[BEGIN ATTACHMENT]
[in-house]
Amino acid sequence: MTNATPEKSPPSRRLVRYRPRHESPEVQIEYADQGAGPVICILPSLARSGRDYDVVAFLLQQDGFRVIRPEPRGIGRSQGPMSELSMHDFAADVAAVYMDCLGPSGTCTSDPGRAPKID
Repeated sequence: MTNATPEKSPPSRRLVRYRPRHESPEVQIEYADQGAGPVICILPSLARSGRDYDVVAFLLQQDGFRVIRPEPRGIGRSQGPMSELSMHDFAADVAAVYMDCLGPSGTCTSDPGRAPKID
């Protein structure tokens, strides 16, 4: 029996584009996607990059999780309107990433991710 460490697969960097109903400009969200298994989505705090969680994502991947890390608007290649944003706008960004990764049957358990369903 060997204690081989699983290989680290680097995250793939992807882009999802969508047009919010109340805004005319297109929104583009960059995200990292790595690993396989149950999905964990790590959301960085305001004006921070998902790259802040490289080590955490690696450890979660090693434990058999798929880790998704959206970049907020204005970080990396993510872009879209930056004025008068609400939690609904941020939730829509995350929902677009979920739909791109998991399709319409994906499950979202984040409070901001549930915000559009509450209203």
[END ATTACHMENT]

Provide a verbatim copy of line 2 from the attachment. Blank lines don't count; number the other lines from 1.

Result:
Amino acid sequence: MTNATPEKSPPSRRLVRYRPRHESPEVQIEYADQGAGPVICILPSLARSGRDYDVVAFLLQQDGFRVIRPEPRGIGRSQGPMSELSMHDFAADVAAVYMDCLGPSGTCTSDPGRAPKID